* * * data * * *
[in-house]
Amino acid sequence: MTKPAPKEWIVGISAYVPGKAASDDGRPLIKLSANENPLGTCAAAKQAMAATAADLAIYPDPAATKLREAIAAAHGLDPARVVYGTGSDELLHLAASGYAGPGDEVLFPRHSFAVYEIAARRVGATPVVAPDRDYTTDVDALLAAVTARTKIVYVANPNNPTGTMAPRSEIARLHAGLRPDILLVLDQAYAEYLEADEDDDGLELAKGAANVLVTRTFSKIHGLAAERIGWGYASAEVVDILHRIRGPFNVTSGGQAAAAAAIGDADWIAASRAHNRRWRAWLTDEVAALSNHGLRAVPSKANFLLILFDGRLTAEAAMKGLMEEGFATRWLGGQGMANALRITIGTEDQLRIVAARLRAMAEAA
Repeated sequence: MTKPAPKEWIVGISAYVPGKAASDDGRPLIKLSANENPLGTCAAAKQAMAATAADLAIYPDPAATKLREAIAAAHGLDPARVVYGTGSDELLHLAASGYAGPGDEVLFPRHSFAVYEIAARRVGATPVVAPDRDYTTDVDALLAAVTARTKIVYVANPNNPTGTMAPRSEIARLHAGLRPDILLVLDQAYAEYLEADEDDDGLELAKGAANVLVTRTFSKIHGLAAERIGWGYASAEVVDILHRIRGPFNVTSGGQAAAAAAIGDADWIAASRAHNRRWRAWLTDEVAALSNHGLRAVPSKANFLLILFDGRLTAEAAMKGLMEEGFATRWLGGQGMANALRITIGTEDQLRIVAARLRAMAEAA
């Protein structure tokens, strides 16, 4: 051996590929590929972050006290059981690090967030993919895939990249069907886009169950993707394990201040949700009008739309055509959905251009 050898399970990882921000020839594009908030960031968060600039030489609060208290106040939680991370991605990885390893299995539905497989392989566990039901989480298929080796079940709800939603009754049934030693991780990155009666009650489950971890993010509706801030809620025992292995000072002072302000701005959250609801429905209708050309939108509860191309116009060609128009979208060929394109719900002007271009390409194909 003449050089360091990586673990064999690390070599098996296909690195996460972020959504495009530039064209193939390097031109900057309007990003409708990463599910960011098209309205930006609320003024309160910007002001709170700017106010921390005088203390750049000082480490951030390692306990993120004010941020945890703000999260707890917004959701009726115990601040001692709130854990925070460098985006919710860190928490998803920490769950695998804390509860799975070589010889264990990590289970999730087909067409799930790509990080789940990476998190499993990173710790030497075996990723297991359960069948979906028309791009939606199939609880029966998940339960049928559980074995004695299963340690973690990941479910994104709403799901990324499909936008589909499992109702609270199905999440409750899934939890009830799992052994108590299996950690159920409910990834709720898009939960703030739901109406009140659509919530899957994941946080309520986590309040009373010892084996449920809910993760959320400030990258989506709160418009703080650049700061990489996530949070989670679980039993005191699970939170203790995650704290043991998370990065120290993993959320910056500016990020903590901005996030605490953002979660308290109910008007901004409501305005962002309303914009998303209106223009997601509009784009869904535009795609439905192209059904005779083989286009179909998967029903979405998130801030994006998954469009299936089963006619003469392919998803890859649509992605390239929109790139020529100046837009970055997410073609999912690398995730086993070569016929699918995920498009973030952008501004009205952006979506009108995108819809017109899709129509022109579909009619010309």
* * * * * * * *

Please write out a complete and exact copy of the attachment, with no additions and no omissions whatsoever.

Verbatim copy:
[in-house]
Amino acid sequence: MTKPAPKEWIVGISAYVPGKAASDDGRPLIKLSANENPLGTCAAAKQAMAATAADLAIYPDPAATKLREAIAAAHGLDPARVVYGTGSDELLHLAASGYAGPGDEVLFPRHSFAVYEIAARRVGATPVVAPDRDYTTDVDALLAAVTARTKIVYVANPNNPTGTMAPRSEIARLHAGLRPDILLVLDQAYAEYLEADEDDDGLELAKGAANVLVTRTFSKIHGLAAERIGWGYASAEVVDILHRIRGPFNVTSGGQAAAAAAIGDADWIAASRAHNRRWRAWLTDEVAALSNHGLRAVPSKANFLLILFDGRLTAEAAMKGLMEEGFATRWLGGQGMANALRITIGTEDQLRIVAARLRAMAEAA
Repeated sequence: MTKPAPKEWIVGISAYVPGKAASDDGRPLIKLSANENPLGTCAAAKQAMAATAADLAIYPDPAATKLREAIAAAHGLDPARVVYGTGSDELLHLAASGYAGPGDEVLFPRHSFAVYEIAARRVGATPVVAPDRDYTTDVDALLAAVTARTKIVYVANPNNPTGTMAPRSEIARLHAGLRPDILLVLDQAYAEYLEADEDDDGLELAKGAANVLVTRTFSKIHGLAAERIGWGYASAEVVDILHRIRGPFNVTSGGQAAAAAAIGDADWIAASRAHNRRWRAWLTDEVAALSNHGLRAVPSKANFLLILFDGRLTAEAAMKGLMEEGFATRWLGGQGMANALRITIGTEDQLRIVAARLRAMAEAA
């Protein structure tokens, strides 16, 4: 051996590929590929972050006290059981690090967030993919895939990249069907886009169950993707394990201040949700009008739309055509959905251009 050898399970990882921000020839594009908030960031968060600039030489609060208290106040939680991370991605990885390893299995539905497989392989566990039901989480298929080796079940709800939603009754049934030693991780990155009666009650489950971890993010509706801030809620025992292995000072002072302000701005959250609801429905209708050309939108509860191309116009060609128009979208060929394109719900002007271009390409194909 003449050089360091990586673990064999690390070599098996296909690195996460972020959504495009530039064209193939390097031109900057309007990003409708990463599910960011098209309205930006609320003024309160910007002001709170700017106010921390005088203390750049000082480490951030390692306990993120004010941020945890703000999260707890917004959701009726115990601040001692709130854990925070460098985006919710860190928490998803920490769950695998804390509860799975070589010889264990990590289970999730087909067409799930790509990080789940990476998190499993990173710790030497075996990723297991359960069948979906028309791009939606199939609880029966998940339960049928559980074995004695299963340690973690990941479910994104709403799901990324499909936008589909499992109702609270199905999440409750899934939890009830799992052994108590299996950690159920409910990834709720898009939960703030739901109406009140659509919530899957994941946080309520986590309040009373010892084996449920809910993760959320400030990258989506709160418009703080650049700061990489996530949070989670679980039993005191699970939170203790995650704290043991998370990065120290993993959320910056500016990020903590901005996030605490953002979660308290109910008007901004409501305005962002309303914009998303209106223009997601509009784009869904535009795609439905192209059904005779083989286009179909998967029903979405998130801030994006998954469009299936089963006619003469392919998803890859649509992605390239929109790139020529100046837009970055997410073609999912690398995730086993070569016929699918995920498009973030952008501004009205952006979506009108995108819809017109899709129509022109579909009619010309």